Emerging readers looking for a just-right book for reading fun will welcome this new series and its heroine.

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LET'S HAVE A PARADE

From the Lana's World series

Bright-eyed Lana’s big imagination draws her whole family into her play.

Despite the rain, Lana is determined to have a parade, but her parents and brothers are disinclined. Even her dog, Furry, is unenthusiastic when Lana suggests, “Let’s have a parade.” Undeterred, Lana decides to have an inside parade, complete with stuffed animals, a clown on skates, and a queen doll in a wagon as a float, lining them up in the hall. The page turn reveals Lana’s imagination at work as the figures come to full-sized life, led by Lana and her drum. Soon, Mama and Papa and Jay and Ray join the fun, playing their own instruments. Even Furry adds his woof. The simultaneously publishing sequel, Let’s Go Fishing, follows the same pattern, but this time with an imaginary fishing expedition. In both, full-color illustrations show a modern, confident little girl with her own sense of style, happy playing alone but with enthusiasm that is impossible to resist. Hers is a modern family, in which Papa helps with the meals and the brothers know how to serve themselves. Repeated words and phrases, including onomatopoeia, will help young readers build confidence as the story unfolds.

Emerging readers looking for a just-right book for reading fun will welcome this new series and its heroine. (Early reader. 4-9)

Pub Date: June 2, 2015

ISBN: 978-0-544-10677-2

Page Count: 32

Publisher: HMH Books

Review Posted Online: March 17, 2015

Kirkus Reviews Issue: April 1, 2015

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Positively refreshing.

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  • New York Times Bestseller

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HAIR LOVE

A black girl helps her dad learn how to give her the perfect hairstyle for a very special day.

Zuri’s voluminous head of hair “has a mind of its own. It kinks, coils, and curls every which way.” She is pictured asleep with a large Afro framing her face. She is proud of her hair, which she sometimes wears in braids with beads like a princess and other times in pigtail puffs. But today is a special day. She knows Daddy is “worn-out” and probably needs a break, so she lets him sleep in while she looks up hairstyles on a tablet. When Daddy wakes and offers to help, he tries a series of hairstyles that just don’t work. Finally, Zuri grabs some hair supplies and shows him a tutorial. “Watching carefully… / Daddy combed, / parted, oiled, and twisted. / He nailed it!” Zuri is lovely and happy with her freshly done hairstyle, and when Mommy arrives to their “Welcome Home” sign, she loves Zuri’s look too. The digital illustrations feature details that feel just right: Zuri’s thick, textured hair, Daddy’s locs and tattoo, and dark-skinned Mom’s bright headwrap. While it’s unclear where Mommy is returning from (she is dressed casually and has a rolling black suitcase), this authentic depiction of a loving and whole black family broadens the scope of representation.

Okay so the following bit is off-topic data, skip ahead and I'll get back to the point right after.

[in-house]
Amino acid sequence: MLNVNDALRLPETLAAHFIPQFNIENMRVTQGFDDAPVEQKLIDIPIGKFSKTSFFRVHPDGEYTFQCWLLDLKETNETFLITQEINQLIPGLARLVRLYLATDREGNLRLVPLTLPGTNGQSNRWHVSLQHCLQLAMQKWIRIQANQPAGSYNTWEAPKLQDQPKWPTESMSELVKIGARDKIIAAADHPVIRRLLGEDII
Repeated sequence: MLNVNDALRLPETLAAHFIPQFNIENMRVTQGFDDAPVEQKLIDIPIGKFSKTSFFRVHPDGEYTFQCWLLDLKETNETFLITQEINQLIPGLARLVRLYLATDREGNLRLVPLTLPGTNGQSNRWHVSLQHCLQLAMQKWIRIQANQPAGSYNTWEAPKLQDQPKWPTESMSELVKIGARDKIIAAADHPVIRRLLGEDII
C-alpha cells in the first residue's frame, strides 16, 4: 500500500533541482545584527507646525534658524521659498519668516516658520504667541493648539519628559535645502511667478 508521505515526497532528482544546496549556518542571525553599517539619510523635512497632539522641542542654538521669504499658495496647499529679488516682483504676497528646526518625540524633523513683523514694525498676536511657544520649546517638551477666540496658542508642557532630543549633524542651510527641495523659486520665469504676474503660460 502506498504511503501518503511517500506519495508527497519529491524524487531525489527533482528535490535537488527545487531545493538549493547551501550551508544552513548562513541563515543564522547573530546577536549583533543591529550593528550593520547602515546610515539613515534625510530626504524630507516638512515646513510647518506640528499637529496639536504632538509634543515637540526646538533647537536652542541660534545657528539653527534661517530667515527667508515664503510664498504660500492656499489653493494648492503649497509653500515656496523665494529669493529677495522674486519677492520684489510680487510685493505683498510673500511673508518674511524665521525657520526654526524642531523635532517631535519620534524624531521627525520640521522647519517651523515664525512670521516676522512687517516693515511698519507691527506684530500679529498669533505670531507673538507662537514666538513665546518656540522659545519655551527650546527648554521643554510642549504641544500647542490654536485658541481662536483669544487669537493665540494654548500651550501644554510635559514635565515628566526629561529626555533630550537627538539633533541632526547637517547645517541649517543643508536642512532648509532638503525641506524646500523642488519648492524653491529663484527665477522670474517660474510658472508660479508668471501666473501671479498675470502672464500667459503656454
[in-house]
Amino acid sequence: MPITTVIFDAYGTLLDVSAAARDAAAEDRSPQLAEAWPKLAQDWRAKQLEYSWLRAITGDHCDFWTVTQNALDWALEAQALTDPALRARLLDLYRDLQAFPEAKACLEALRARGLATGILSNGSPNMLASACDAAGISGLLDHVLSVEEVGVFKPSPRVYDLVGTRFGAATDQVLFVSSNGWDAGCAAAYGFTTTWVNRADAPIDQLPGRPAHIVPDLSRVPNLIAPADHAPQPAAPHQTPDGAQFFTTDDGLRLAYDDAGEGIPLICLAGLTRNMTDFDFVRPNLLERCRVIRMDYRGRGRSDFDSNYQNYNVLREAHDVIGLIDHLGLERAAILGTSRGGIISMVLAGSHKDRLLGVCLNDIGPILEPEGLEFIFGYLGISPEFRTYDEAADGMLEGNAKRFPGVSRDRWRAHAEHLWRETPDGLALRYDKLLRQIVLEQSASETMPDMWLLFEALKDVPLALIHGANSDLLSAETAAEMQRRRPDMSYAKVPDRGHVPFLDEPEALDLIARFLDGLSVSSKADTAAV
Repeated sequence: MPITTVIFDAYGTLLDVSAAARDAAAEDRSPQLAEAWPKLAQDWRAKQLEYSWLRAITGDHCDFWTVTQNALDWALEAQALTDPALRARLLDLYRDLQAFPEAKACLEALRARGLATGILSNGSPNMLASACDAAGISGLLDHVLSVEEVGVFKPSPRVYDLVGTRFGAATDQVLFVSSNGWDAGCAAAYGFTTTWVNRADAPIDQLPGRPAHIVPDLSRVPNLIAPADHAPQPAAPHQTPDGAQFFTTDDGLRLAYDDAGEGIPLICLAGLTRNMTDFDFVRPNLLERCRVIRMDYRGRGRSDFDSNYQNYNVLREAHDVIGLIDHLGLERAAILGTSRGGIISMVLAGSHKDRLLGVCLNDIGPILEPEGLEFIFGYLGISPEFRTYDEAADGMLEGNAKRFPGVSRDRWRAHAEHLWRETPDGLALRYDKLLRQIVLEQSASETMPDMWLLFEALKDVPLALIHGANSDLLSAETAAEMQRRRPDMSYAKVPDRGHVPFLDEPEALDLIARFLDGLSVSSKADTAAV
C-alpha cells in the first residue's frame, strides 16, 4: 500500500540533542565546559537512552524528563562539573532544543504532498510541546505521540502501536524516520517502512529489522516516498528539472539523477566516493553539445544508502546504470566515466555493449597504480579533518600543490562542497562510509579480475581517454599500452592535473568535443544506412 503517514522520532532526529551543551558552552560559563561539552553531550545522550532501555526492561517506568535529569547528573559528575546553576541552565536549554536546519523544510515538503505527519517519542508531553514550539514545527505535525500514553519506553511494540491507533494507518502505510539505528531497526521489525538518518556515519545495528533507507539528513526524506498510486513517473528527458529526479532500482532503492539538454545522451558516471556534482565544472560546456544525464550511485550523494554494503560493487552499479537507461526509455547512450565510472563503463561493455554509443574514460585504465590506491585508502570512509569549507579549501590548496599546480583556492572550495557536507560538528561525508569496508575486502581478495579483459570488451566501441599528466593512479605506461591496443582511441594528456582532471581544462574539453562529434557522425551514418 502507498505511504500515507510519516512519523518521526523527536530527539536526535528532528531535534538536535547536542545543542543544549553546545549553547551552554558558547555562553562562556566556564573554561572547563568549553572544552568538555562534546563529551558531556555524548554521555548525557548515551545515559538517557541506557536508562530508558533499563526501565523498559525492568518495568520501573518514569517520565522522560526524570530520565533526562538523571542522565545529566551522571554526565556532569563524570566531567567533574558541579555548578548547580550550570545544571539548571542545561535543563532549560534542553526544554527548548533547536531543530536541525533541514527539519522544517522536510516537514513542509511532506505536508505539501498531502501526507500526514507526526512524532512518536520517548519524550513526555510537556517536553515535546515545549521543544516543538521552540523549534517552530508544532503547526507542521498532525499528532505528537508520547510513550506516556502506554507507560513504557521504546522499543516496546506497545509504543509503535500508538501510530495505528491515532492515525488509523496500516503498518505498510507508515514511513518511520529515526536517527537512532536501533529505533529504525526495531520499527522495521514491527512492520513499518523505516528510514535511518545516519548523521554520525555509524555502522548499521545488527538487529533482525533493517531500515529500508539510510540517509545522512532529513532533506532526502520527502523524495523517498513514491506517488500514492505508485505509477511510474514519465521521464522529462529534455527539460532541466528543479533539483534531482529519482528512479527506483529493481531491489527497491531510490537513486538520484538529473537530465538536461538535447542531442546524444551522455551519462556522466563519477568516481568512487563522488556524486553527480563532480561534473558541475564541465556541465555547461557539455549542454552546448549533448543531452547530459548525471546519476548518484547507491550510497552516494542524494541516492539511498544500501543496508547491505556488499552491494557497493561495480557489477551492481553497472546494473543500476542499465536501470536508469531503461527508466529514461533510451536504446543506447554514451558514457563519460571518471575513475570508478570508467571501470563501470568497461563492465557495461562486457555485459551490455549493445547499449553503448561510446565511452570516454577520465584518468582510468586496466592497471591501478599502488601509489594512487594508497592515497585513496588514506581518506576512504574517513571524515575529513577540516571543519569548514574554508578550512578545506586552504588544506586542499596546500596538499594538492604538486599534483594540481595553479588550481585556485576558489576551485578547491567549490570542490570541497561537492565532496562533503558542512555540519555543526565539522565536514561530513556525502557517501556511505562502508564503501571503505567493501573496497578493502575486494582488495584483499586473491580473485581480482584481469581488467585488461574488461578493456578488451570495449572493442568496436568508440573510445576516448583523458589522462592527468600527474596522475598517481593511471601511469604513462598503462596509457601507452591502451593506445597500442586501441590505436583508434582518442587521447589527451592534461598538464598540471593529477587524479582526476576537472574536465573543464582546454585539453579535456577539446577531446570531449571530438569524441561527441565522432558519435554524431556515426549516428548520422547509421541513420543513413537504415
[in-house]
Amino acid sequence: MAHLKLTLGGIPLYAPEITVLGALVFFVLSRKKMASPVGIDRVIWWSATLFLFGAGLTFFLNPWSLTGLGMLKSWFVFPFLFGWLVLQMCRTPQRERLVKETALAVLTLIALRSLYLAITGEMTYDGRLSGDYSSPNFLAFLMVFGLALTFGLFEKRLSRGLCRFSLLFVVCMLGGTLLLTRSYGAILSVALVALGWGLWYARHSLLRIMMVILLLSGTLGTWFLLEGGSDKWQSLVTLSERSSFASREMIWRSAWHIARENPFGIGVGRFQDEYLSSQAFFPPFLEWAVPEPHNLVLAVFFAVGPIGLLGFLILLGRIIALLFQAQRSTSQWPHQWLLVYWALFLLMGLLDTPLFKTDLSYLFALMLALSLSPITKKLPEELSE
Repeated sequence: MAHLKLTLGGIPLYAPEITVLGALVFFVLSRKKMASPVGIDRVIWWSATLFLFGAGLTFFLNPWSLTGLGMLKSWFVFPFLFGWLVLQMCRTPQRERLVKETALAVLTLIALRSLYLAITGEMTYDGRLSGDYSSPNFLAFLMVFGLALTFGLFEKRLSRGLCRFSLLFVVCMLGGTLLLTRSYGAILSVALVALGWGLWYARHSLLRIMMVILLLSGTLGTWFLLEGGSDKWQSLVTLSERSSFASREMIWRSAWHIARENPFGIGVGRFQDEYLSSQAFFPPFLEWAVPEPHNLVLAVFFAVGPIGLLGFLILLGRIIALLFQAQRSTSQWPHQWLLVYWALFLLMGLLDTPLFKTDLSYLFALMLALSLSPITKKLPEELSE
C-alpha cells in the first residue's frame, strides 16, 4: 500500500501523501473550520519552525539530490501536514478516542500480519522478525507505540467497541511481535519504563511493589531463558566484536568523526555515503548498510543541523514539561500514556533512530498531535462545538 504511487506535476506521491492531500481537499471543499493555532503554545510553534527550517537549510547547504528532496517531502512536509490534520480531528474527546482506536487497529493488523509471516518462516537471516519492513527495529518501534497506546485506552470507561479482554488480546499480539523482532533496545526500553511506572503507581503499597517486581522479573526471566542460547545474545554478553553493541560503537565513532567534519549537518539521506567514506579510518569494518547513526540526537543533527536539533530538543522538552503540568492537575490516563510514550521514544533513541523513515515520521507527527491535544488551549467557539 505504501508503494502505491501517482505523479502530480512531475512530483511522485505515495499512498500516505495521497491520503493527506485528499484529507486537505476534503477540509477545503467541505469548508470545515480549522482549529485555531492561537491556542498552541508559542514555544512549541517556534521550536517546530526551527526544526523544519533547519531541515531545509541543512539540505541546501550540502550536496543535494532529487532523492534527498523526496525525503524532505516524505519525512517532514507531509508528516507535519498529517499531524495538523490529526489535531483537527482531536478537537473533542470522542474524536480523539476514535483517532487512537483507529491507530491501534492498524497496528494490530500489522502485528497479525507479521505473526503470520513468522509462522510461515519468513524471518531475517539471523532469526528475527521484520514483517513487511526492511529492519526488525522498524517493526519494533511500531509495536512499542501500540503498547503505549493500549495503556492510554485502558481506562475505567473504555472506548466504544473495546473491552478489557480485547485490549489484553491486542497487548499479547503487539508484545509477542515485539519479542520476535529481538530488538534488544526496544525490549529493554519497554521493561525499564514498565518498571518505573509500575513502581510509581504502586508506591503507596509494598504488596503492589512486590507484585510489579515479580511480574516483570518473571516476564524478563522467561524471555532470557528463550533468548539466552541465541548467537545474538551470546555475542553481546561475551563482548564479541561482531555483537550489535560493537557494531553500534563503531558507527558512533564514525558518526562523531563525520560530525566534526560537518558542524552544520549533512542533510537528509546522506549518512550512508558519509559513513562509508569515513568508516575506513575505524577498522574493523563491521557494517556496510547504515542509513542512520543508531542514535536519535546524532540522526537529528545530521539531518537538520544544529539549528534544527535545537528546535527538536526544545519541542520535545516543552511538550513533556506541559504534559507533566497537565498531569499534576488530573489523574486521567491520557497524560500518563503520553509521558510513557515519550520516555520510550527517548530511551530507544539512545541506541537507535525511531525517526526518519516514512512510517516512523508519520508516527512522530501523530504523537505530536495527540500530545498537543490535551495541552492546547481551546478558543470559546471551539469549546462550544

Positively refreshing. (Picture book. 4-9)

Pub Date: May 14, 2019

ISBN: 978-0-525-55336-6

Page Count: 32

Publisher: Kokila

Review Posted Online: March 3, 2019

Kirkus Reviews Issue: March 15, 2019

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A thoughtfully layered text and powerful illustrations address this sensitive topic in a uniquely nurturing way.

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SULWE

With the help of a legend about Day and Night, a dark-skinned black child learns that she is beautiful inside and out.

Sulwe is “the color of midnight,” the darkest in her multihued family, and is teased in school. She tries everything to lighten her skin: an eraser, makeup, eating light foods, prayer. Her mother tells her she is beautiful and that her name, Sulwe, or “star,” refers to an inner brightness, but she can’t see it in herself. Then a shooting star comes to her window, sent by the night, and brings Sulwe out to tell her about Night and Day, two sisters who loved each other but were treated differently. When Night left after people called her names like “scary,” “bad,” and “ugly,” the people realized that they needed her. The stars added that “some light can only be seen in the dark.” After learning how Night and Day are both needed, Sulwe knows that she is “dark and beautiful, bright and strong.” Harrison’s glossy illustrations faithfully render the features of black people, allowing the beauty of different skin tones to shine, with deep purple tones in the darkness, reinforcing the story’s message. In an author’s note, Nyong’o shares her own past struggles with her complexion.

A thoughtfully layered text and powerful illustrations address this sensitive topic in a uniquely nurturing way. (Picture book. 4-9)

Pub Date: Oct. 15, 2019

ISBN: 978-1-5344-2536-1

Page Count: 48

Publisher: Simon & Schuster

Review Posted Online: Aug. 4, 2019

Kirkus Reviews Issue: Aug. 15, 2019

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